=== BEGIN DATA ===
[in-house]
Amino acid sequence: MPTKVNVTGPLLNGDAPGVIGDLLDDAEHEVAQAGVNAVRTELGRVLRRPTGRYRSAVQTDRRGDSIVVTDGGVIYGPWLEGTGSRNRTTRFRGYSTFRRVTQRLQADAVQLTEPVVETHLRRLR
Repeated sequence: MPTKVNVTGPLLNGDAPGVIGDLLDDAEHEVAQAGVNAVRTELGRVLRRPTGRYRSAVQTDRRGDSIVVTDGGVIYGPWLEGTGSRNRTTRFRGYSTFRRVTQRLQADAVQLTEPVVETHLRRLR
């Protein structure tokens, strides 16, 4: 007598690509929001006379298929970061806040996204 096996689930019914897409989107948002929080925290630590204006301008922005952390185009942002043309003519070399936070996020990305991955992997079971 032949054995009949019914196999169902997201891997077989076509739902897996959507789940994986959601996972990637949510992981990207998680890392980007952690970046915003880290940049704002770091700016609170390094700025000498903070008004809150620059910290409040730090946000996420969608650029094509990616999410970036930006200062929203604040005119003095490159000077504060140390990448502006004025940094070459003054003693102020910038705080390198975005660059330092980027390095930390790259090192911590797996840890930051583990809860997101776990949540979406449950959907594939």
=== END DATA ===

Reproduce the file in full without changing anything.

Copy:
[in-house]
Amino acid sequence: MPTKVNVTGPLLNGDAPGVIGDLLDDAEHEVAQAGVNAVRTELGRVLRRPTGRYRSAVQTDRRGDSIVVTDGGVIYGPWLEGTGSRNRTTRFRGYSTFRRVTQRLQADAVQLTEPVVETHLRRLR
Repeated sequence: MPTKVNVTGPLLNGDAPGVIGDLLDDAEHEVAQAGVNAVRTELGRVLRRPTGRYRSAVQTDRRGDSIVVTDGGVIYGPWLEGTGSRNRTTRFRGYSTFRRVTQRLQADAVQLTEPVVETHLRRLR
């Protein structure tokens, strides 16, 4: 007598690509929001006379298929970061806040996204 096996689930019914897409989107948002929080925290630590204006301008922005952390185009942002043309003519070399936070996020990305991955992997079971 032949054995009949019914196999169902997201891997077989076509739902897996959507789940994986959601996972990637949510992981990207998680890392980007952690970046915003880290940049704002770091700016609170390094700025000498903070008004809150620059910290409040730090946000996420969608650029094509990616999410970036930006200062929203604040005119003095490159000077504060140390990448502006004025940094070459003054003693102020910038705080390198975005660059330092980027390095930390790259090192911590797996840890930051583990809860997101776990949540979406449950959907594939």